The birds are on the move, whether this is dispersal of young birds from breeding grounds, failed nesting adults who are wandering, or already southbound migrants heading out of our state. These migratory movements include swallows like Barn and Tree, Bobolinks, Yellow Warblers, Orchard Orioles, and much more. The group most noticeable among birders is the shorebirds as hundreds and thousands pile in to our beaches, mudflats, and marshes. Many rarities and oddities will be found in the next two months.
I started conducting International Shorebird Surveys on July 15, and I had some good results at my two locations - the infamous 'Access Road pool' in Stratford and our own managed Stratford Point property.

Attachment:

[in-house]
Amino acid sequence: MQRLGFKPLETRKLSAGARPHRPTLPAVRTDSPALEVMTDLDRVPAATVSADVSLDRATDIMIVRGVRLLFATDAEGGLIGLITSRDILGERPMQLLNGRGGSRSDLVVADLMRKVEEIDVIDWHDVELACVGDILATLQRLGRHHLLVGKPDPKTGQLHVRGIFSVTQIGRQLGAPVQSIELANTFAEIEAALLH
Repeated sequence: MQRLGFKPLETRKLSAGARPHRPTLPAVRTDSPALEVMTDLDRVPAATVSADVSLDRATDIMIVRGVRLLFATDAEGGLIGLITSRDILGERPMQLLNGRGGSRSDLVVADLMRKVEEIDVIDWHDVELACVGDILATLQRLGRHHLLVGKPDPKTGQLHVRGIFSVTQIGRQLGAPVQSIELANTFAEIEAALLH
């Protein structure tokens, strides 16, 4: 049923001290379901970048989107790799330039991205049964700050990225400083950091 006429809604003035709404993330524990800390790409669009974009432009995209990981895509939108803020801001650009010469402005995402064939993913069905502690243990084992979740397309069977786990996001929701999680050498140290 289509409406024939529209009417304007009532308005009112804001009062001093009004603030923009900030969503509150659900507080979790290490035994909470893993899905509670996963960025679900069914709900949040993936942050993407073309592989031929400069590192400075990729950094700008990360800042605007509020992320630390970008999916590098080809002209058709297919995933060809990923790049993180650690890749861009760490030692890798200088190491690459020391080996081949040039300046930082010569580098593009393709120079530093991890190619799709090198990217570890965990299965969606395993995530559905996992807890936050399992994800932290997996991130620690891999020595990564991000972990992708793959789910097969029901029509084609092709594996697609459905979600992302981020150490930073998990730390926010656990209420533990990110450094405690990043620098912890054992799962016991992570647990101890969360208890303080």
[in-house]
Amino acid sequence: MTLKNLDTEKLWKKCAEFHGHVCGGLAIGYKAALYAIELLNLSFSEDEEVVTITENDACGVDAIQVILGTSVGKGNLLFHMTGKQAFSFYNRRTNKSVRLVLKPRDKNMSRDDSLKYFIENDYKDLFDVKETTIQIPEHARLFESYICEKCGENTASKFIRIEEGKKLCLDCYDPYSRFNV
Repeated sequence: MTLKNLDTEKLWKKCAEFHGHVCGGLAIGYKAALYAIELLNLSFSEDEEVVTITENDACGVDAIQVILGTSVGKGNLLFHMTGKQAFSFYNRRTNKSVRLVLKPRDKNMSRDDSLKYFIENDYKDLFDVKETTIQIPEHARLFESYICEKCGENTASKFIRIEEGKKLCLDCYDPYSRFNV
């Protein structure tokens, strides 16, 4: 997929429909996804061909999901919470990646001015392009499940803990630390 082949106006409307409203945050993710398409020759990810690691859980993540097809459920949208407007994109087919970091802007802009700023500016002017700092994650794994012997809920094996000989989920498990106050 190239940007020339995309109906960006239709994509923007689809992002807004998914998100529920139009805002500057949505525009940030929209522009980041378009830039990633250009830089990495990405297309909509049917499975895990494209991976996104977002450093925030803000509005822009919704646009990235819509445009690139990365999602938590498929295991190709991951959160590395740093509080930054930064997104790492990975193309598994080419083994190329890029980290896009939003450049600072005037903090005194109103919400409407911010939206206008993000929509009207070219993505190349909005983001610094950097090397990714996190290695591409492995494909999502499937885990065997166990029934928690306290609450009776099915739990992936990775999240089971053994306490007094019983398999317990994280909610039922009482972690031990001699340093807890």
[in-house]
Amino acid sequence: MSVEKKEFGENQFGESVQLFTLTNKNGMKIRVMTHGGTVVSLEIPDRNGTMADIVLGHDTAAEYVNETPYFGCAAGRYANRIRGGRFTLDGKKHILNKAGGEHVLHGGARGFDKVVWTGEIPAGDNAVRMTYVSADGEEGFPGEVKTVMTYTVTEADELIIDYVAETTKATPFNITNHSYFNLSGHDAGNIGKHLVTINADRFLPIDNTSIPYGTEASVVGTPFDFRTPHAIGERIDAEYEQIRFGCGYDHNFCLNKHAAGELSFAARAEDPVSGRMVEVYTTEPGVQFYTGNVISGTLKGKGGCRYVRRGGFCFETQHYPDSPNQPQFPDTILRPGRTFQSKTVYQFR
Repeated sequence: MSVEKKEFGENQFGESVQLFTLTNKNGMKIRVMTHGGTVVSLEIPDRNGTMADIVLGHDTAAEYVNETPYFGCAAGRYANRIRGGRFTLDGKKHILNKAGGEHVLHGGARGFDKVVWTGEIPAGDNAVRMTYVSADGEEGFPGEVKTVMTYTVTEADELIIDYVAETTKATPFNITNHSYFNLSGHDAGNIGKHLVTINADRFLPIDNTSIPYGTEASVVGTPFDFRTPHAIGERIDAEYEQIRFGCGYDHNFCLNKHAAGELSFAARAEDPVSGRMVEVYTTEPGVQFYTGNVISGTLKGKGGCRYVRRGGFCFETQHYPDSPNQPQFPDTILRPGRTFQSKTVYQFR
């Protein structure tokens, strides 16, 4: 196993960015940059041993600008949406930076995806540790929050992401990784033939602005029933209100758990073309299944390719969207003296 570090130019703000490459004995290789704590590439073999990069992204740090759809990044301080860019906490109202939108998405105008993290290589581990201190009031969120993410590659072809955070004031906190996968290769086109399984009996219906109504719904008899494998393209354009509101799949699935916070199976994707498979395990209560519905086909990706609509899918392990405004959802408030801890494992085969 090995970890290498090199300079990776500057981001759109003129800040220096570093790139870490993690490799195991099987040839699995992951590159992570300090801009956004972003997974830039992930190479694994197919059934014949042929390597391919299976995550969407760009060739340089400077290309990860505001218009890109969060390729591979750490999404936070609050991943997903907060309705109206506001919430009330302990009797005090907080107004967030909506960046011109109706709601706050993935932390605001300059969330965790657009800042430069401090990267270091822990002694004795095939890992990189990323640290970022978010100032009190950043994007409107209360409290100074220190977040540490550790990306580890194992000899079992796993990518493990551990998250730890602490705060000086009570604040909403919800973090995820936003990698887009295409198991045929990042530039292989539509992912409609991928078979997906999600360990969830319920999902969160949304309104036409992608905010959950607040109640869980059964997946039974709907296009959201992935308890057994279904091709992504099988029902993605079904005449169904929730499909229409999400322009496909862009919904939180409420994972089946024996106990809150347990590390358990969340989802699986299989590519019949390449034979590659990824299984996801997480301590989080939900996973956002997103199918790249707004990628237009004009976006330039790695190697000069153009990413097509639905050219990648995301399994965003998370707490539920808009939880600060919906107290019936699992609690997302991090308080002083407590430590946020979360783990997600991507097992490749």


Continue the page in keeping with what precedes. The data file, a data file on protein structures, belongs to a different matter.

The shorebirds I had at Stratford Point included:
1 Semipalmated Plover
2 American Oystercatcher
4 Spotted Sandpiper
683 Semipalmated Sandpiper
200 peep sp. - seen on breakwater, too far/hazy/bad light to ID beyond this unfortunately
At the Access pool I had:
3 Lesser Yellowlegs
9 Semipalmated Sandpiper
38 Least Sandpiper
12 Short-billed Dowitcher
Of course, the very next day Frank Mantlik found a rare Stilt Sandpiper at the pool which seems to be sticking around. Isn't that the way it works most of the time? I can only hope that it will be there for another week in time for my next scheduled survey. Please do consider helping out with an ISS as an excuse to get out and see all of the cool birds we have moving through.